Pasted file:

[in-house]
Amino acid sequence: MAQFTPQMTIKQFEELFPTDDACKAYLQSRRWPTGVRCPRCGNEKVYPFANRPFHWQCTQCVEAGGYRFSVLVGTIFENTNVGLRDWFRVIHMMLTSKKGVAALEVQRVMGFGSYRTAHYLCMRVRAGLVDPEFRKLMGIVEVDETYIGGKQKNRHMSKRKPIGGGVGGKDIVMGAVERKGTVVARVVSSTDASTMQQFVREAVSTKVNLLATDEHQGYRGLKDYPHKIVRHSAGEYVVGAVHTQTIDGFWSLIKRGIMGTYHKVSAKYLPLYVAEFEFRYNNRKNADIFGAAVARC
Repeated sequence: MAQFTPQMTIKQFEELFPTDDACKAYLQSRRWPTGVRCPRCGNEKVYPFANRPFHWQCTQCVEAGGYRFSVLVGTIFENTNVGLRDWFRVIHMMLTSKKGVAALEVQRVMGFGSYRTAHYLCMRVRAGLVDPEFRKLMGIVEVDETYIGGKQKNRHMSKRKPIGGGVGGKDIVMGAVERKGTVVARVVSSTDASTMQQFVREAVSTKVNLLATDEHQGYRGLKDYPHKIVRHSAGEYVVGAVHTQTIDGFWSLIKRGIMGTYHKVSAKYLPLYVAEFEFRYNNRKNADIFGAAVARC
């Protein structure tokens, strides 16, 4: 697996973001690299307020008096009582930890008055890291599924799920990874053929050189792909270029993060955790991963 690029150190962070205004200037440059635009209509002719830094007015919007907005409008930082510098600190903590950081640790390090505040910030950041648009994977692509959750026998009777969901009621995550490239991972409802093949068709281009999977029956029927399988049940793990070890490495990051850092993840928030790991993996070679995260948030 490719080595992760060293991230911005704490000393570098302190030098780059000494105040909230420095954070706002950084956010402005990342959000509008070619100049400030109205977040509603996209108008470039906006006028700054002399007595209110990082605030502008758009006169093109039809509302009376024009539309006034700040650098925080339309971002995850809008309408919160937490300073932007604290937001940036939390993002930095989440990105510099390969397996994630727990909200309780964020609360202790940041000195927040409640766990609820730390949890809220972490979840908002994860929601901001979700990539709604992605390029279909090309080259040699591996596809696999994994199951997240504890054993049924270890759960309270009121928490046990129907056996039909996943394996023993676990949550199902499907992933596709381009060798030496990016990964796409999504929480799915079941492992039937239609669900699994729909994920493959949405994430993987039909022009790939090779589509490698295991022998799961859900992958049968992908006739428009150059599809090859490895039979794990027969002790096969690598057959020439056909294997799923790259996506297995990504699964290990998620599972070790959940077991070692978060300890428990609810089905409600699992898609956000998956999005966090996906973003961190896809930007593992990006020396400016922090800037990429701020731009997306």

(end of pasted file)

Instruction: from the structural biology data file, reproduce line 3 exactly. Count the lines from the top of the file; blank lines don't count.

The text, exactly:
Repeated sequence: MAQFTPQMTIKQFEELFPTDDACKAYLQSRRWPTGVRCPRCGNEKVYPFANRPFHWQCTQCVEAGGYRFSVLVGTIFENTNVGLRDWFRVIHMMLTSKKGVAALEVQRVMGFGSYRTAHYLCMRVRAGLVDPEFRKLMGIVEVDETYIGGKQKNRHMSKRKPIGGGVGGKDIVMGAVERKGTVVARVVSSTDASTMQQFVREAVSTKVNLLATDEHQGYRGLKDYPHKIVRHSAGEYVVGAVHTQTIDGFWSLIKRGIMGTYHKVSAKYLPLYVAEFEFRYNNRKNADIFGAAVARC